Wednesday, September 07, 2011

Tracking Hibernate SQL query and parameters

Every developer using Hibernate might need to know the SQL it generates and the parameters being sent. Normally to have the sql printed out to console, one only have to configure hibernate property show_sql to true. However the parameters are not printed out.

Luckily for me, I found this post on configuring the necessary log level to be able to print out the sql and parameters. Here are the configuration that I used:

<logger name="org.hibernate.sql">
<level value="debug" />
<appender-ref ref="console"/>

<logger name="org.hibernate.impl.SessionImpl">
<level value="debug" />
<appender-ref ref="console"/>

<logger name="org.hibernate.engine.QueryParameters">
<level value="debug" />
<appender-ref ref="console"/>

<logger name="org.hibernate.type">
<level value="debug" />
<appender-ref ref="console"/>

For the moment, I think these satisfy my need :)

Tuesday, September 06, 2011

Expiring remote desktop certificate

Recently each time I need to connect remotely to one of the servers in my office, I always get certificate expired kind of error. As my curiosity drove me and based on the keyword "expired", I went to the server and accessed the console to check the server's date. It turned out that somehow the date and time of the server went back to 2002 (hey, I write this on 2011 :).
At first, I thought a simple update of the time on the server will fix this. Unfortunately the result was still the same. Googling around and found this link which helped me fixing the issue. Below are the steps which I executed on my computer along with some screenshots:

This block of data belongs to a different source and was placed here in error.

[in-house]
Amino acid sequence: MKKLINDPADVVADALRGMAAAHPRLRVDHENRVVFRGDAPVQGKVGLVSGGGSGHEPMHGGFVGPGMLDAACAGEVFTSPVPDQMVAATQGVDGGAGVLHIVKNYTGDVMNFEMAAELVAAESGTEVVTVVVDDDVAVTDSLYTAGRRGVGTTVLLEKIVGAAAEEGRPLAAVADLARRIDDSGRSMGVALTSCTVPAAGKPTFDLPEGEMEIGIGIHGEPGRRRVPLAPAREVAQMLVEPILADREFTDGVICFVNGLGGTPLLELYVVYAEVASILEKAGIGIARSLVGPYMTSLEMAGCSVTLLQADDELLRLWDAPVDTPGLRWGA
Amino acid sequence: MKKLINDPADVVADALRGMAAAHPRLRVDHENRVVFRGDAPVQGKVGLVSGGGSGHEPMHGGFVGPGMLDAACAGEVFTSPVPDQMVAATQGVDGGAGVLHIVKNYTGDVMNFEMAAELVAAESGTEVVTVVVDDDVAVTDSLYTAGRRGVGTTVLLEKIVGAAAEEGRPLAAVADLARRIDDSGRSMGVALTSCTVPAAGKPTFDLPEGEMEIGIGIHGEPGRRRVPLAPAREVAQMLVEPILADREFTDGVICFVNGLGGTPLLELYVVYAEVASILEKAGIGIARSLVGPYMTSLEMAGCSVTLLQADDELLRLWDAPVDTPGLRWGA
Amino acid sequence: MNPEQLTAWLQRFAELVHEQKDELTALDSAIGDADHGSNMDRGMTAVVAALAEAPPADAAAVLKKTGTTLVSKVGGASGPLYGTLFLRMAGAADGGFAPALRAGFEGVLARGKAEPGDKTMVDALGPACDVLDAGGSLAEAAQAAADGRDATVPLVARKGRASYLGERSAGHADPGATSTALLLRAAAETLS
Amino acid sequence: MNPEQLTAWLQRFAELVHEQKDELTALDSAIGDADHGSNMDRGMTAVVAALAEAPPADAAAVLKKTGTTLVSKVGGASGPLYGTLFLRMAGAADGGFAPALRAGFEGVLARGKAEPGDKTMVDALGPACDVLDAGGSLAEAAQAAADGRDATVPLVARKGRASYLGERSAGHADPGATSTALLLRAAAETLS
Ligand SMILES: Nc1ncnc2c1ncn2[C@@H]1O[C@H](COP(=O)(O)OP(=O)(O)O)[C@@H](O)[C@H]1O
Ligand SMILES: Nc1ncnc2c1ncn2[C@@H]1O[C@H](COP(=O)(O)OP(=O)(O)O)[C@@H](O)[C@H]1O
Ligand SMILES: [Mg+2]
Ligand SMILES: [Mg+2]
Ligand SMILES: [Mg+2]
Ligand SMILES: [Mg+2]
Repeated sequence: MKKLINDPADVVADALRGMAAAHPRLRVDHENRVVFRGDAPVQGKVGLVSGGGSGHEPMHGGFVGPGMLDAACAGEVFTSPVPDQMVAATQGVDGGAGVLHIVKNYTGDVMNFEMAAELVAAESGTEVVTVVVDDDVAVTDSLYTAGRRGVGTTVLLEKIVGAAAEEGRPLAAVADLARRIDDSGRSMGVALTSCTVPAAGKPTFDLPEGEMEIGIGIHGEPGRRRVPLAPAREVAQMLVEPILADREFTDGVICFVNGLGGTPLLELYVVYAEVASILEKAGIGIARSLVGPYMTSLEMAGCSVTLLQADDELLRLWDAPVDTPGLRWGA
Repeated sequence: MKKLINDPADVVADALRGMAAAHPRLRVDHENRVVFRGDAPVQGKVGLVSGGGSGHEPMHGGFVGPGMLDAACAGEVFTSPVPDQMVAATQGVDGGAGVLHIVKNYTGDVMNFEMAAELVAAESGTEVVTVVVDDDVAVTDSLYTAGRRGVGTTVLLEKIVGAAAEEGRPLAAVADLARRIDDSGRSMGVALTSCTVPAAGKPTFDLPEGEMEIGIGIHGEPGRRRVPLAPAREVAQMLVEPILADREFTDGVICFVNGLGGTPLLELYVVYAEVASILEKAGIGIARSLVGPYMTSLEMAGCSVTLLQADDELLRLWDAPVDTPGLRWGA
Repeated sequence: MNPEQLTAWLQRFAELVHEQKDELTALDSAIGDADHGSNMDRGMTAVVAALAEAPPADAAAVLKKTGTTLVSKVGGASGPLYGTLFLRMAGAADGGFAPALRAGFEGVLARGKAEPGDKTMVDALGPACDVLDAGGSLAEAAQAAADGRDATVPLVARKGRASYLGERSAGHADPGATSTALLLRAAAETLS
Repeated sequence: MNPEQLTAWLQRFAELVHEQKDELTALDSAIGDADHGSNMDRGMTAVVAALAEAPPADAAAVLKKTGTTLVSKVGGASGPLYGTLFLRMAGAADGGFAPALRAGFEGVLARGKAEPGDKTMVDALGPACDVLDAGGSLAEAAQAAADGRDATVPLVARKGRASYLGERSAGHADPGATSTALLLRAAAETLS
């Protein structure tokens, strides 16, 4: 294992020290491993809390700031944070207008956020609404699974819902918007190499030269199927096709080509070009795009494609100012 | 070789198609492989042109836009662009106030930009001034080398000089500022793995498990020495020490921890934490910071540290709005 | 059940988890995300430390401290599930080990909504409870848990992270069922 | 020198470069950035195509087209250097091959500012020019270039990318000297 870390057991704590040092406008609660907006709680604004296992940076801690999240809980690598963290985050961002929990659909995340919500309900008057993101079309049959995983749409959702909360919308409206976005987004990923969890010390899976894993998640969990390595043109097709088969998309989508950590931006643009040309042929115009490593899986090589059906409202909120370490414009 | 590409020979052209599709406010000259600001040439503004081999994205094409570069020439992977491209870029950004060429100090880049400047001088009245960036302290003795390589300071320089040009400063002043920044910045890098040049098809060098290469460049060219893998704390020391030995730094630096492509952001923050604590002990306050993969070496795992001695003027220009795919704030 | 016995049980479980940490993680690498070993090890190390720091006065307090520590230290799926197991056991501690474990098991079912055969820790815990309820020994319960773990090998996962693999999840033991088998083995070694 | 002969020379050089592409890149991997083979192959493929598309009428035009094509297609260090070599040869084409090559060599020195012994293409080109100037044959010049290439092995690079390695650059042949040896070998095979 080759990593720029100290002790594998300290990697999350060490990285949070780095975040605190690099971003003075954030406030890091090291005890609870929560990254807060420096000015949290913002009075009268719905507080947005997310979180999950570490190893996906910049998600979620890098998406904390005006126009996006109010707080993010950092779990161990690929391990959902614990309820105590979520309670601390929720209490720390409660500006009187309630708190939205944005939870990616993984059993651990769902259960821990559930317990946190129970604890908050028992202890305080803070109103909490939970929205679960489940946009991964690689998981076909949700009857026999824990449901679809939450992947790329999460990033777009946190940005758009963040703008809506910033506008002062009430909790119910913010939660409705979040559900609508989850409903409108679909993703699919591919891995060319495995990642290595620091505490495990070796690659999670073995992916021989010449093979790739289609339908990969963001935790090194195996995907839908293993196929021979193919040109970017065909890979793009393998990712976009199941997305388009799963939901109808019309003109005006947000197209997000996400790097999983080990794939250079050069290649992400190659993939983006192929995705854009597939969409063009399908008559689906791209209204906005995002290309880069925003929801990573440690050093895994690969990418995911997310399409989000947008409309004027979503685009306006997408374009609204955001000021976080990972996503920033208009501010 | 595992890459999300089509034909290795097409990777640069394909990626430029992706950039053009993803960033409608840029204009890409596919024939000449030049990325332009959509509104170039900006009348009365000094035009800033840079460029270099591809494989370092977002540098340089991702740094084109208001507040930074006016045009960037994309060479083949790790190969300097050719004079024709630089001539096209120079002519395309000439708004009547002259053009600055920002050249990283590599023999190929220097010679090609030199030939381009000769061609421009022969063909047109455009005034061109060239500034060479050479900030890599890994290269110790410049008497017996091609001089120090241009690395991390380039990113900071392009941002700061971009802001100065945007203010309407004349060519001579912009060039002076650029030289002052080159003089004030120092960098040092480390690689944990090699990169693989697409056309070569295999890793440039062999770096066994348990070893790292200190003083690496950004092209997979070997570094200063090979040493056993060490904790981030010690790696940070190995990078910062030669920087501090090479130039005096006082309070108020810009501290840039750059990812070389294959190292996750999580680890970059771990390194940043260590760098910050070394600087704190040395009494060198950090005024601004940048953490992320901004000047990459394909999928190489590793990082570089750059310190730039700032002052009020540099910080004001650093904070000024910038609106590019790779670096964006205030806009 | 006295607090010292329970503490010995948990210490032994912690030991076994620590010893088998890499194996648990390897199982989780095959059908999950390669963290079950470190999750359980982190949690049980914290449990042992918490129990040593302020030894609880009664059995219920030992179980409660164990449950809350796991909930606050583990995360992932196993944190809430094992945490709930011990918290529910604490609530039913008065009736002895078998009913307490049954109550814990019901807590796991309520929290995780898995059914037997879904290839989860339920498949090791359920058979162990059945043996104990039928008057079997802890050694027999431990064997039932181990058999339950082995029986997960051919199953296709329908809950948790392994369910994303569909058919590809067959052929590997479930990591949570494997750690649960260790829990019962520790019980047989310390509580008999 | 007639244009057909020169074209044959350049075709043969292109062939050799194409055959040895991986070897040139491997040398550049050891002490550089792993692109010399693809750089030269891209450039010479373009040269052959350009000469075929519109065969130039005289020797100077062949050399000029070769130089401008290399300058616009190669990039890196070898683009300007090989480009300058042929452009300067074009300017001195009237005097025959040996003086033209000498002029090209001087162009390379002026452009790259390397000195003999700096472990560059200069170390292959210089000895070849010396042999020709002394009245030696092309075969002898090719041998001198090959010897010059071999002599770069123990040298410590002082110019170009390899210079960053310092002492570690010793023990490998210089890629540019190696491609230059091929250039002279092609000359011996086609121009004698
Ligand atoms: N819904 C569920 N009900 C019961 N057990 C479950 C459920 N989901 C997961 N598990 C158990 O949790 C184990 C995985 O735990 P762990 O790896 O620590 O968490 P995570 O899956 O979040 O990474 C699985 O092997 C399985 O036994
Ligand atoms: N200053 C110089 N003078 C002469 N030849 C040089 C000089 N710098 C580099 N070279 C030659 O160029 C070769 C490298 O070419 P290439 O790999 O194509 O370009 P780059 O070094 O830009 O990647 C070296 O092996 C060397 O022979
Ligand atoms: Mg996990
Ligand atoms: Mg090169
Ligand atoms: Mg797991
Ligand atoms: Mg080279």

1. Open mmc.exe

2. On the file menu, click Add/remove snap-in
3. Click certificates, and then click add

4. Choose computer account and click Next

5. On the following dialog, as in my case, I choose another computer and put in the server name. Click Finish to continue

5. Back on the main window, expand the certificate node and choose Remote Desktop certificates.

6. On the middle section, the certificate which expired is displayed. Just delete it by right clicking and choose delete.

In short, we need to *renew* the certificate simply by deleting it and let windows recreate it later.

In case you cannot do it from your computer, you can always go to the server's console and do it there :) .... if you have the permission.....

Wednesday, July 20, 2011

Oracle query to find out table basic information

Query below helped me to know the current status of my tables and their places in the oracle db. So that I could further decide whether I should move it or not, notwithstanding that I must understand the undergoing code accessing those tables.

select tbl.OWNER || '.' || tbl.TABLE_NAME table_name, tbl.TABLESPACE_NAME, trunc(ds.BYTES/1024/1024) || ' Mb' table_size, tbl.NUM_ROWS, tbl.LAST_ANALYZED from SYS.ALL_TABLES tbl
join SYS.dba_segments ds on ds.SEGMENT_NAME = tbl.TABLE_NAME

The output of the query will have:
- Table name
- Tablespace where the table is stored
- The size of the table in Mb
- Number of rows
- Last analyzed

The above query could be expanded further just as needed.

Saturday, March 19, 2011

How to configure the way BeanUtils converts null value

By default BeanUtils.setProperty always assign a default value for null. For an instance, if the property's type being set is Integer then you will get 0. This could be the behavior that many do not expect, for example you use Struts and you have an entry form with a number field. And you're expecting that if the user leave it empty, you would like to display it as empty later on.
BeanUtils utilized by Struts will fill the field as 0 instead of leaving it null.

Underneath BeanUtils is utilizing a ConverterUtils to convert the value before setting it to the property. Therefore to change this behavior all we need to do is to register a new IntegerConverter to ConverterUtils, thereby overriding the default converter used.